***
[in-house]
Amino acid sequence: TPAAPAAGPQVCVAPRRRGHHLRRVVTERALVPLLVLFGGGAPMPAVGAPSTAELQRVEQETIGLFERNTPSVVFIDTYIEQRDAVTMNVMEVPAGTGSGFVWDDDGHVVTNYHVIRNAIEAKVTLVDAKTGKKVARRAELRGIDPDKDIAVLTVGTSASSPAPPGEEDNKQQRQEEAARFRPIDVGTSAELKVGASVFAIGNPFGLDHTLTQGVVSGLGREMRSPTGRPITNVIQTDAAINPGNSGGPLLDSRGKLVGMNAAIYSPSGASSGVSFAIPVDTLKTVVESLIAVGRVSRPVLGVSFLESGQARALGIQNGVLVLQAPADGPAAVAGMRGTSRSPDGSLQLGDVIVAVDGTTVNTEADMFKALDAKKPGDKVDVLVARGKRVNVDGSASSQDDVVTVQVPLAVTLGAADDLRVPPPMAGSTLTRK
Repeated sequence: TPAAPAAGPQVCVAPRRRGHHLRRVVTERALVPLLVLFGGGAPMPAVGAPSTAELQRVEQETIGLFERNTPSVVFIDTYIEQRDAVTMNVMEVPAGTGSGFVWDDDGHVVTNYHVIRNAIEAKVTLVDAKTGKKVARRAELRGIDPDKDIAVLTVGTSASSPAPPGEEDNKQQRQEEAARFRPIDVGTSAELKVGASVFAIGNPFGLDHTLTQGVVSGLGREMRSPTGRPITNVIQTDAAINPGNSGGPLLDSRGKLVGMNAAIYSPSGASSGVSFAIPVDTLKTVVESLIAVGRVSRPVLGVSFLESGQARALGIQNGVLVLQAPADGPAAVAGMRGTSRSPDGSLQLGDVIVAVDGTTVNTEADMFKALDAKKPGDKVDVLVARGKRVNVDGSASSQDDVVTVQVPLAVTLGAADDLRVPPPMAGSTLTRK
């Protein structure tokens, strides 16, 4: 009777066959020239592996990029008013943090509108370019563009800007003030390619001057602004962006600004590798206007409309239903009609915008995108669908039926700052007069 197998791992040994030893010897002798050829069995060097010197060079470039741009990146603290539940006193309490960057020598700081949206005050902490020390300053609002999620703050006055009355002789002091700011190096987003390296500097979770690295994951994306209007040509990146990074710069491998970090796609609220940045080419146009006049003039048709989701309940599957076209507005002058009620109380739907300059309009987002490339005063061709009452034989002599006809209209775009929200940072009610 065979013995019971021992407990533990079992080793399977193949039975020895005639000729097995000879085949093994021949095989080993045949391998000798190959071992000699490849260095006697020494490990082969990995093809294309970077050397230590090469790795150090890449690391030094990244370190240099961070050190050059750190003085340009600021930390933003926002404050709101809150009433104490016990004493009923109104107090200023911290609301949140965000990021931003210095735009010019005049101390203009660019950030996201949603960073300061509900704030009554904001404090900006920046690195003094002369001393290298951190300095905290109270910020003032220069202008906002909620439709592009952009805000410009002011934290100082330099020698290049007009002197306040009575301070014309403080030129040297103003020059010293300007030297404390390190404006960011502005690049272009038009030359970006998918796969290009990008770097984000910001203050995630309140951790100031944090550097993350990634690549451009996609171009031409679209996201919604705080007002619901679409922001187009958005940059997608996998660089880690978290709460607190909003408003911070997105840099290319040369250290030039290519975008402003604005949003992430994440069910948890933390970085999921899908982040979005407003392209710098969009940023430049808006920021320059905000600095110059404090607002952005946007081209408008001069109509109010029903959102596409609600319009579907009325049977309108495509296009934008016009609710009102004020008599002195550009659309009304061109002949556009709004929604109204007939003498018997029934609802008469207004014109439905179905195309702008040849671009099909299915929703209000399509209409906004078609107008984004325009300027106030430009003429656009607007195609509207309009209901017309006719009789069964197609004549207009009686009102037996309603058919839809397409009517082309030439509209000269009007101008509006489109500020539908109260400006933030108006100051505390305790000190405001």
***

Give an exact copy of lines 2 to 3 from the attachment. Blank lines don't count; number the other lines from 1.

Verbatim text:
Amino acid sequence: TPAAPAAGPQVCVAPRRRGHHLRRVVTERALVPLLVLFGGGAPMPAVGAPSTAELQRVEQETIGLFERNTPSVVFIDTYIEQRDAVTMNVMEVPAGTGSGFVWDDDGHVVTNYHVIRNAIEAKVTLVDAKTGKKVARRAELRGIDPDKDIAVLTVGTSASSPAPPGEEDNKQQRQEEAARFRPIDVGTSAELKVGASVFAIGNPFGLDHTLTQGVVSGLGREMRSPTGRPITNVIQTDAAINPGNSGGPLLDSRGKLVGMNAAIYSPSGASSGVSFAIPVDTLKTVVESLIAVGRVSRPVLGVSFLESGQARALGIQNGVLVLQAPADGPAAVAGMRGTSRSPDGSLQLGDVIVAVDGTTVNTEADMFKALDAKKPGDKVDVLVARGKRVNVDGSASSQDDVVTVQVPLAVTLGAADDLRVPPPMAGSTLTRK
Repeated sequence: TPAAPAAGPQVCVAPRRRGHHLRRVVTERALVPLLVLFGGGAPMPAVGAPSTAELQRVEQETIGLFERNTPSVVFIDTYIEQRDAVTMNVMEVPAGTGSGFVWDDDGHVVTNYHVIRNAIEAKVTLVDAKTGKKVARRAELRGIDPDKDIAVLTVGTSASSPAPPGEEDNKQQRQEEAARFRPIDVGTSAELKVGASVFAIGNPFGLDHTLTQGVVSGLGREMRSPTGRPITNVIQTDAAINPGNSGGPLLDSRGKLVGMNAAIYSPSGASSGVSFAIPVDTLKTVVESLIAVGRVSRPVLGVSFLESGQARALGIQNGVLVLQAPADGPAAVAGMRGTSRSPDGSLQLGDVIVAVDGTTVNTEADMFKALDAKKPGDKVDVLVARGKRVNVDGSASSQDDVVTVQVPLAVTLGAADDLRVPPPMAGSTLTRK